The latest issue of the Building and Construction Law Journal (Volume 28 Part 5) contains the following material:
- Cash flow: The life blood of the industry
BOOK REVIEW – John Dorter
- Delay and Disruption in Construction Contracts by Keith Pickavance
Deconstructing “constructive acceleration” – David Trinder
Over the last 40 years much has been written on the aspect of “time” in construction contracts. Such issues include: delay, disruption, extensions of time, liquidated damages, float, concurrent delay, time at large, notice provisions and of course the prevention principle. However, far less ink has been spilt on the issue of acceleration, or indeed the much rarer version of this being constructive acceleration. This doctrine of constructive acceleration is derived notably from the United States and has not been recognised in the common law of Australia, where at best this term of art provides for a legal convenience rather than a necessity. Does constructive acceleration exist in Australian construction contracting in 2012?
Unforeseen difficult ground conditions are commonly encountered during the life of a construction project. If the construction contract does not adequately provide a mechanism to deal with such circumstances, the contractor may incur considerable increases in its costs. It is therefore necessary to identify how a construction contract can be designed to deal with circumstances where unforeseen difficult ground conditions are encountered by the contractor and, where an appropriate mechanism is not provided in the contract, the recourse a contractor may have under the general law and statute to recover additional costs incurred as a consequence of difficult ground conditions.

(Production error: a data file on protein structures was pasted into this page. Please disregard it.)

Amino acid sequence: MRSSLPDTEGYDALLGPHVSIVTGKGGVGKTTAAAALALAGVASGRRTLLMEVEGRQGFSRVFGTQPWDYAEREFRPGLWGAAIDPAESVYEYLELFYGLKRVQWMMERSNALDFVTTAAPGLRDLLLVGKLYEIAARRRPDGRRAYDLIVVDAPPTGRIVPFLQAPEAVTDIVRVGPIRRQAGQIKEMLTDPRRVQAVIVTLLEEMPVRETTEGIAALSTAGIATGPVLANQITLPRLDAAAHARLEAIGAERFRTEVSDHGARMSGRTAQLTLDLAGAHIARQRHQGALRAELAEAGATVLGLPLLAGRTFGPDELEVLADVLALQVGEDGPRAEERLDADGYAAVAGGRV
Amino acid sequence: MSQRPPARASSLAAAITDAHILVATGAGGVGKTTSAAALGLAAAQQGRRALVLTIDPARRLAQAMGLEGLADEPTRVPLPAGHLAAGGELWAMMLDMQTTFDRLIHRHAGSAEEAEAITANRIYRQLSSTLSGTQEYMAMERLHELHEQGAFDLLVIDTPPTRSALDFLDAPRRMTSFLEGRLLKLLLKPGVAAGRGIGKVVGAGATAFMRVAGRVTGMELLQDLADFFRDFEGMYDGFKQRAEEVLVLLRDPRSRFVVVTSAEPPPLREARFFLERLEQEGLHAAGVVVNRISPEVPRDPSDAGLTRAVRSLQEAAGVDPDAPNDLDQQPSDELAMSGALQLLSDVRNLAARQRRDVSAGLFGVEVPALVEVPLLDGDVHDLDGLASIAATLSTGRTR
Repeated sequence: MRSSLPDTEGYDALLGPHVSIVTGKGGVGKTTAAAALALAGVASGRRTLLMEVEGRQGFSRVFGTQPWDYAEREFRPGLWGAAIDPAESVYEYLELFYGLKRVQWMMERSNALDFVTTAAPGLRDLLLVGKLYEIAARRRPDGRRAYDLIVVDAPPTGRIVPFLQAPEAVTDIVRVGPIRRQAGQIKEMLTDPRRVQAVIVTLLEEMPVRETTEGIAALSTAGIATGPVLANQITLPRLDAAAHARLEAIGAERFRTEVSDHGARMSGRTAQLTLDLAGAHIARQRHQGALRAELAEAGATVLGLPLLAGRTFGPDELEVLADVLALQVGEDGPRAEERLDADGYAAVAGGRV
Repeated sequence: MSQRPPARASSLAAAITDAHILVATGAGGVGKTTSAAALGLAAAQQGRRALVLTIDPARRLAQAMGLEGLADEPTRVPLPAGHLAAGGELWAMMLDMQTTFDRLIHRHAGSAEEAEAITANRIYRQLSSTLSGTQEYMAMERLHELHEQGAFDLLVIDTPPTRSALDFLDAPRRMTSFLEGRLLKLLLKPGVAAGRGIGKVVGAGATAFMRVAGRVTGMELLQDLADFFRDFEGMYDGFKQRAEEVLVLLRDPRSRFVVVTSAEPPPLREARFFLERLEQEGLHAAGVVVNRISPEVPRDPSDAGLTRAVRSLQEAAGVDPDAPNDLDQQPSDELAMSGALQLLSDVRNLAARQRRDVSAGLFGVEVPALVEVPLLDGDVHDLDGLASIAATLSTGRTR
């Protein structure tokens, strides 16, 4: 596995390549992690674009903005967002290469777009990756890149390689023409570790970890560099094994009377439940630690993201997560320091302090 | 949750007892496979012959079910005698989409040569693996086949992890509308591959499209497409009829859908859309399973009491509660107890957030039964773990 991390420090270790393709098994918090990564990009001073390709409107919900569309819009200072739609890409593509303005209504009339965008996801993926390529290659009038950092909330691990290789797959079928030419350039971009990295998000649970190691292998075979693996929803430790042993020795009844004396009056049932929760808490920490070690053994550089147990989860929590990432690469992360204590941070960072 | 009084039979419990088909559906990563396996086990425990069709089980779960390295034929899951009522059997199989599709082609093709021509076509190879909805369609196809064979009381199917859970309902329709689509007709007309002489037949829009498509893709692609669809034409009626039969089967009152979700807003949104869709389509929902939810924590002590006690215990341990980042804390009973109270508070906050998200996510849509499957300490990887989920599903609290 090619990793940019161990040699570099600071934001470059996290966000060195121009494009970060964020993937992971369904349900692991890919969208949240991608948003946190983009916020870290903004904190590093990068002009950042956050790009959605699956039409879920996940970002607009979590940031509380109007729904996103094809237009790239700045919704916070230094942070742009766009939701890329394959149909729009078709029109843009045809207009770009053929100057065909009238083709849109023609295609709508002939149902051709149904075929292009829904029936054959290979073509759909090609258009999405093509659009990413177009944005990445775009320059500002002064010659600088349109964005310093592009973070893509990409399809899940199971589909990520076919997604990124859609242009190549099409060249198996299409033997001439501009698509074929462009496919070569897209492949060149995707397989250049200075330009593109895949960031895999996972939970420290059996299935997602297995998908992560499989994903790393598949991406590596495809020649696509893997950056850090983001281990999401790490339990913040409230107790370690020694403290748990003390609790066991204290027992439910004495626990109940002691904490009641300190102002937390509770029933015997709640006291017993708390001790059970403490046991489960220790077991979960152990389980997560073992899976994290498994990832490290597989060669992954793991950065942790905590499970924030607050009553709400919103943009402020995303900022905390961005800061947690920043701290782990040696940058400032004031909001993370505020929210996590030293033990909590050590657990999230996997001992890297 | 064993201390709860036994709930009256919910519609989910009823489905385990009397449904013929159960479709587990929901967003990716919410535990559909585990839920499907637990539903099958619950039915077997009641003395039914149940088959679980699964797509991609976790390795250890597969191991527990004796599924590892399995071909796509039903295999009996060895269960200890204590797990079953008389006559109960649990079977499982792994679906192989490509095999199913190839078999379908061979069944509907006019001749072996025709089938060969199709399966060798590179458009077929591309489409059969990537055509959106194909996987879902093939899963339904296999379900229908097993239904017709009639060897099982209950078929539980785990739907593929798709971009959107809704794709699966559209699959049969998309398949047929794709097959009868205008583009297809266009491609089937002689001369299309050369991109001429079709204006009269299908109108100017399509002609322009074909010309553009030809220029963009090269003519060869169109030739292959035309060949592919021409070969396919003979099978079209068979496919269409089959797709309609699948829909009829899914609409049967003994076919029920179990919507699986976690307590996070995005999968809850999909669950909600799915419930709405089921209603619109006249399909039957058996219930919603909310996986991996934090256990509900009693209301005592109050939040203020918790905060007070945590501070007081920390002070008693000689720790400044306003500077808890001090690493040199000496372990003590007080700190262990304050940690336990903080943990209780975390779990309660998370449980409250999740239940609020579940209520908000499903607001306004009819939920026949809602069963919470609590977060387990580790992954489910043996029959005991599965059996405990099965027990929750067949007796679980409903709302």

- Velvet Glove Holdings Pty Ltd v Mount Isa Mines Ltd
- Mrocki v Mountview Prestige Homes Pty Ltd
- Department of Construction and Infrastructure v Urban and Rural Contracting Pty Ltd
For the pdf version of the table of contents, click here: BCL Vol 28 Pt 5 Contents.